Survival without water: A key trait of an aquatic invader to spread

Aug 22, 2012
This is the mudsnail Potamopyrgus antipodarum, next to a pencil head for scale. Álvaro Alonso, Pilar Castro-Díez

Nowadays, an increasing number of rivers and lakes are being invaded by exotic snails, which come from remote regions, and even other continents. Such species represent a threat to native species, as they compete for food or space with them.

This is the case of the mudsnail Potamopyrgus antipodarum. This small aquatic snail is native to New Zealand, and has spread throughout rivers, lakes or streams in Europe, Australia, America and Asia. The invasion success of this mudsnail may be partly due to the ability of females to reproduce without participation of males (i.e. parthenogenesis). This means that only one female is able to start a new population. Besides, the reproductive potential is huge, up to 230 per female in a year.

But how can these snails disperse from catchment to catchment? If the species were able to tolerate desiccation, it could be transported attached to birds, fishing tools or . This possibility has been investigated by the Spanish ecologists Álvaro Alonso and Pilar Castro-Díez from the University of Alcalá, whose research was published in the open-access journal NeoBiota.

This video is not supported by your browser at this time.
Potamopyrgus antipodarum comes back to life when put in water. Credit: Álvaro Alonso, Pilar Castro-Díez

They performed a laboratory experiment, exposing the snails to different dehydration periods and counting the number of surviving . In this way they demonstrated that the mudsnail can survive up to 48 hours out of water. From this finding, two (low-cost) and relatively easy control mechanisms for avoiding the spread of mudsnails emerge: 1) exposing to air of any fishing tools and/or boats for more than 53 hours and 2) avoiding the access of wild and domestic animals to infected rivers or lakes via physical barriers or scarecrows. Such simple measures can actually help to preserve water bodies free of invaders.

Explore further: Stanford researchers rethink 'natural' habitat for wildlife

More information: Alonso A, Castro-Díez P (2012) Tolerance to air exposure of the New Zealand mudsnail Potamopyrgus antipodarum (Hydrobiidae, Mollusca) as a prerequisite to survival in overland translocations. NeoBiota 14: 67-74. doi: 10.3897/neobiota.14.3140

add to favorites email to friend print save as pdf

Related Stories

Parasites keep things sexy in 'hotspots'

Jul 23, 2009

The coevolutionary struggle between a New Zealand snail and its worm parasite makes sex advantageous for the snail, whose females favor asexual reproduction in the absence of parasites, say Indiana University ...

Freshwater snails are surprisingly fast-moving invaders

Dec 04, 2006

A new study from The American Naturalist studies some very fast snails and their success at long-distance colonization. Introduced into the rivers of the Martinique islands less than twelve years ago, the freshwater ...

Giant snails a danger in Florida

Aug 10, 2005

Florida officials reportedly are fearful giant South American channeled apple snails might threaten native species and endanger water quality.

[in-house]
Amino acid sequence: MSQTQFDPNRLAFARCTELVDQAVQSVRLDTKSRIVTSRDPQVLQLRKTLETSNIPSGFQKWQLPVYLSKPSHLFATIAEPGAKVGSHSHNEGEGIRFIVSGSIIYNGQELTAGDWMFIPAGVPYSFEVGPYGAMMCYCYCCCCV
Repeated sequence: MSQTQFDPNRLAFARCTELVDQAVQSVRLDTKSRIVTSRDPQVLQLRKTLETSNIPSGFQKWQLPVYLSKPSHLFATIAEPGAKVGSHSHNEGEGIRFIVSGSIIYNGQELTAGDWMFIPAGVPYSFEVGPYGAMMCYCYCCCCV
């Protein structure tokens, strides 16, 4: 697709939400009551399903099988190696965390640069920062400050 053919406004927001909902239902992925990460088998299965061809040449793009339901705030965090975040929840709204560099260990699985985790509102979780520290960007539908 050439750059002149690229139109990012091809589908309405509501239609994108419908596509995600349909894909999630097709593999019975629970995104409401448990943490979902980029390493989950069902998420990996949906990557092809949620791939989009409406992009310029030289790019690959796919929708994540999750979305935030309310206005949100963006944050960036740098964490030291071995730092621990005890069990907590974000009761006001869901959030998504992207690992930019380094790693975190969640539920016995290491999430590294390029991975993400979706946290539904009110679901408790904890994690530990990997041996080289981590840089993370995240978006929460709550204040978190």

Freshwater Fish Invasions the Result of Human Activity

Feb 05, 2008

Globally, invasive species represent a major threat to native species. A new paper published this week in the open-access journal PLoS Biology shows that, for rivers and lakes, where these invasions occur ...

Tiny snails survive in bird's digestive system

Jul 12, 2011

(PhysOrg.com) -- In a recent study published in the Journal of Biogeography, researchers from the Tohoku University in Japan show how 15 percent of the Tornatellides boeningi, or tiny land snail, are able to s ...

Recommended for you

Plants with dormant seeds give rise to more species

15 hours ago

Seeds that sprout as soon as they're planted may be good news for a garden. But wild plants need to be more careful. In the wild, a plant whose seeds sprouted at the first warm spell or rainy day would risk disaster. More ...

Scientists tether lionfish to Cayman reefs

Apr 18, 2014

Research done by U.S. scientists in the Cayman Islands suggests that native predators can be trained to gobble up invasive lionfish that colonize regional reefs and voraciously prey on juvenile marine creatures.

User comments : 0

More news stories

Researchers successfully clone adult human stem cells

(Phys.org) —An international team of researchers, led by Robert Lanza, of Advanced Cell Technology, has announced that they have performed the first successful cloning of adult human skin cells into stem ...

Male monkey filmed caring for dying mate (w/ Video)

(Phys.org) —The incident was captured by Dr Bruna Bezerra and colleagues in the Atlantic Forest in the Northeast of Brazil.  Dr Bezerra is a Research Associate at the University of Bristol and a Professor ...

Researchers develop new model of cellular movement

(Phys.org) —Cell movement plays an important role in a host of biological functions from embryonic development to repairing wounded tissue. It also enables cancer cells to break free from their sites of ...

Health care site flagged in Heartbleed review

People with accounts on the enrollment website for President Barack Obama's signature health care law are being told to change their passwords following an administration-wide review of the government's vulnerability to the ...

Airbnb rental site raises $450 mn

Online lodging listings website Airbnb inked a $450 million funding deal with investors led by TPG, a source close to the matter said Friday.